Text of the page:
Traditionally G20 and G7 policy making has focused exclusively on the pursuit of economic prosperity, assuming that social prosperity would develop alongside it. The past decades have shown that this is not the case: market economies routinely give rise to environmental degradation and social crises (driven by rising inequalities, falling social solidarity and fear of disempowerment), leading to political crises (characterized by rising political fragmentation and conflict). Even where our economies serve our economic needs, they do not appear to have sufficient regard for our social and environmental needs.
Our future depends critically on our ability to transform our economic systems in accordance with our individual and collective goals: the pursuit of wellbeing of individuals in thriving societies within planetary boundaries. The requisite economic transformation must promote not just economic ends, but also social and environmental prosperity. Local, regional and national actions will have to be made coherent with global goals.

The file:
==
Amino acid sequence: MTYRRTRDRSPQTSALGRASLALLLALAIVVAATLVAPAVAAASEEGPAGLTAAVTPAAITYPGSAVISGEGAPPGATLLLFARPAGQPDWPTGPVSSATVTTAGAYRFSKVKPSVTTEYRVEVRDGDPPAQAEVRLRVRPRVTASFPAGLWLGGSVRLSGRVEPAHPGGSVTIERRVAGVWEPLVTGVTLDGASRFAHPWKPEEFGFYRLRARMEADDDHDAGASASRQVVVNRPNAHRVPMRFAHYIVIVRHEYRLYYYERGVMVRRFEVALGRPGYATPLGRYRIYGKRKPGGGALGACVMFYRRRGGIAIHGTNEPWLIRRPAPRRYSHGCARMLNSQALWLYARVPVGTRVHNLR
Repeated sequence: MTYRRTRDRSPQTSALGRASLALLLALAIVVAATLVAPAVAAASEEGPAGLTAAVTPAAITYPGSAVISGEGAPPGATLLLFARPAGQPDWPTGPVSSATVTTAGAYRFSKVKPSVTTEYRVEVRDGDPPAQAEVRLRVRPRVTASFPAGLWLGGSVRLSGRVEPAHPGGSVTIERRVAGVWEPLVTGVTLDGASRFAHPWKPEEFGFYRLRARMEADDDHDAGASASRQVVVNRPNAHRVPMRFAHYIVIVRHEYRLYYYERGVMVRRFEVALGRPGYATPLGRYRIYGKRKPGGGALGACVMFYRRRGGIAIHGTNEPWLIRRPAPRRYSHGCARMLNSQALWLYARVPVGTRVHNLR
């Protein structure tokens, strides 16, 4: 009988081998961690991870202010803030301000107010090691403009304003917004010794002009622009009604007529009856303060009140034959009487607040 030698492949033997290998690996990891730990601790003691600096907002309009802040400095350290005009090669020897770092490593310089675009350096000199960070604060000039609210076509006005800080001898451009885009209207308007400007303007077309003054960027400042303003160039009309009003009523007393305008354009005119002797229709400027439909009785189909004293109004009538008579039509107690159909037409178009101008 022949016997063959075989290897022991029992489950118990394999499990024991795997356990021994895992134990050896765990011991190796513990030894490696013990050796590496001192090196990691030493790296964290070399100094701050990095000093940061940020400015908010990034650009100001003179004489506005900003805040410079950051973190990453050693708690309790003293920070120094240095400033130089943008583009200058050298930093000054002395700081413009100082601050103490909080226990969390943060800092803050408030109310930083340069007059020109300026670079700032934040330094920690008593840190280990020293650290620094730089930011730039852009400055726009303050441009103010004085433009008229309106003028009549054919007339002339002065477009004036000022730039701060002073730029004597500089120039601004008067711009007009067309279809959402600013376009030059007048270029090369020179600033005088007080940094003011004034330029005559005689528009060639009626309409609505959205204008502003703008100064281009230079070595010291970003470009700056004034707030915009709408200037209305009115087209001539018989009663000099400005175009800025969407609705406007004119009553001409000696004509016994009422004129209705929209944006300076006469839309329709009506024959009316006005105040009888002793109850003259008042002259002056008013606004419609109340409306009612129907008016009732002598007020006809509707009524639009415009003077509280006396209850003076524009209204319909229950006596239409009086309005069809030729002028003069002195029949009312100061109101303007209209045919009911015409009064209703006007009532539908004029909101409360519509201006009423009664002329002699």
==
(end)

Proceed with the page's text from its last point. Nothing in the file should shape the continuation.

The G7 and the G20 have a crucial role to play in this transformation, with both forums serving different purposes to achieve the collective goals. Research institutions and civil society representatives, working alongside policy makers and business leaders, have a crucial role to provide knowledge and engagement that helps to support the transformation. Achieving coherence and consistency of policies – across G7 and G20, as well as across global, national and local levels of governance –will require an ongoing and reliable exchange among the relevant stakeholders to promote convergence or synergies among approaches to transformation.